Is Durif a Grape?
Many people coming into our cellardoor are not familiar with one of our wine verieties called Durif.
Durif is a variety of red wine grape primarily grown in Australia, California, France, and Israel. It produces tannic wines with a spicy, plummy flavour. The grape originated as a cross of Syrah pollen germinating a Peloursin plant.
In the 1860s the French botanist François Durif kept a nursery of several grape varieties at his home in France where he had plantings of both Peloursin and Syrah. At some point the two vines cross pollinated and Durif discovered a new grape variety growing in his nursery.
More About Durif
Australia and California are the two leading producers of Durif. This red wine grape from the Rhone Valley is not highly regarded in its native France. In California the this grape variety is referred to as "Petite Sirah".
In Australia the variety is most commonly associated with the Rutherglen region in North Eastern Victoria. However there are several other wine regions in Australia that do produce Durif. In Western Australia there are some places wineries in the Swan Valley and a number of wineries in the Perth Hills. You can find Perth Hills Durif at Plume Estate, Myattsfield and Faibrossen.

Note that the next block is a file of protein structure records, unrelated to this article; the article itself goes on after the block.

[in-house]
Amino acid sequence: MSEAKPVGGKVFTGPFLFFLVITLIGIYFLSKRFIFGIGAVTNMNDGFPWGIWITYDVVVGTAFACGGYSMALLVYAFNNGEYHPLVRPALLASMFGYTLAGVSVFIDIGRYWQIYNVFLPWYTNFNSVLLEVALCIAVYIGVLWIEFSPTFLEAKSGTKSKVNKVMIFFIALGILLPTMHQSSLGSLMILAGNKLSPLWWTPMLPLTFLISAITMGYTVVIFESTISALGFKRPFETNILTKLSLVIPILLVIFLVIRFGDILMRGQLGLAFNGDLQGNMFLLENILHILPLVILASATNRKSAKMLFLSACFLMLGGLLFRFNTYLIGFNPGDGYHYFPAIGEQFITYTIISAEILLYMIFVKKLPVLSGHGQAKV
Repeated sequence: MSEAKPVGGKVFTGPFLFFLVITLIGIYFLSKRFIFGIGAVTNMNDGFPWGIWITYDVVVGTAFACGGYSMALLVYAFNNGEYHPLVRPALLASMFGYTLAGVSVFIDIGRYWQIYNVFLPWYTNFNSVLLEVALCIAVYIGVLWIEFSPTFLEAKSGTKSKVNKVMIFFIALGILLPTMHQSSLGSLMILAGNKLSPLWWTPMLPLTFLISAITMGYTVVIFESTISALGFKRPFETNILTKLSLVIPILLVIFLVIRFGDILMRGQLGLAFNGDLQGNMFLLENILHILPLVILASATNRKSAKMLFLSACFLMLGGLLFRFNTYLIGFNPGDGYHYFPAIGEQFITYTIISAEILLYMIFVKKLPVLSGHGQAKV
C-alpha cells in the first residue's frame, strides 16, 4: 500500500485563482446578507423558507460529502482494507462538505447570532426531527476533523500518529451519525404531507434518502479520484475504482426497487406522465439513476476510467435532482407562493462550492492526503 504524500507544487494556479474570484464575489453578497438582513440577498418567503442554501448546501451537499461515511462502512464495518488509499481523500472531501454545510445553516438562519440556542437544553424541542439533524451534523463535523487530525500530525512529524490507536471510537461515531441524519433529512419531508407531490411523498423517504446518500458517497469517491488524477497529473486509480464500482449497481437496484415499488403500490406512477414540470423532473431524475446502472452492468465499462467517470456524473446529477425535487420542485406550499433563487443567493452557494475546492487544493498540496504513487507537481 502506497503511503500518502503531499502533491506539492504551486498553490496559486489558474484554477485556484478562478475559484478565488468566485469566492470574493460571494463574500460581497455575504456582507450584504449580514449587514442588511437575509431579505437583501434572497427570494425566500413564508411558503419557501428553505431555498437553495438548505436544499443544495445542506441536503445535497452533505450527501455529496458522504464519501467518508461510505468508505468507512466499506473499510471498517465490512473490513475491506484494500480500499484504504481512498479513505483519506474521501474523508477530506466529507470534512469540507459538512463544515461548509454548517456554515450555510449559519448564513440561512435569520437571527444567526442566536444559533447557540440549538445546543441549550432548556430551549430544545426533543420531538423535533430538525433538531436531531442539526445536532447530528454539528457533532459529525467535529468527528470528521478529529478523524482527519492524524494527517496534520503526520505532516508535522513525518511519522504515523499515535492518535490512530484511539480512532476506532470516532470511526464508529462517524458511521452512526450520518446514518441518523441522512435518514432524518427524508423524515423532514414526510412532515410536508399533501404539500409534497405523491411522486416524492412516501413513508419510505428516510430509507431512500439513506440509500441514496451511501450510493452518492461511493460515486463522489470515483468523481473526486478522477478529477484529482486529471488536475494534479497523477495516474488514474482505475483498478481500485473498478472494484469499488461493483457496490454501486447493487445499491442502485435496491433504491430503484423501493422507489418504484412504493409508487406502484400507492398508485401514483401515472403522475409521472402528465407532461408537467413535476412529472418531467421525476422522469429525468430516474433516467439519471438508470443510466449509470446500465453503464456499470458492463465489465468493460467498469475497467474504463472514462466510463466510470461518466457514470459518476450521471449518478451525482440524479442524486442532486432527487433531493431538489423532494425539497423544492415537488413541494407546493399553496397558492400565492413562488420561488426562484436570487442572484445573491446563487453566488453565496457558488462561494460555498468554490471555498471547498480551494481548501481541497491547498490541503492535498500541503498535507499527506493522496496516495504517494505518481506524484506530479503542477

Durif produces dark, inky colored wines with firm texture and mouthfeel. It has a bouquet with herbal and black pepper notes and displays flavors plums and blue berries. Compared to Shiraz the wine is noticeably more dark and purple in color and typically rounder and fuller in the mouth. The wines are very tannic with long aging ability in the bottle of over ten years.
Plume Estate’s Durif has aromas of nutmeg overlaying dark liquorice and raisin fruits.
The pallet displays mocha, dark cherry fruits with long tannins from fine French oak.
The wine has good ageing potential with careful cellering for at least 10 years.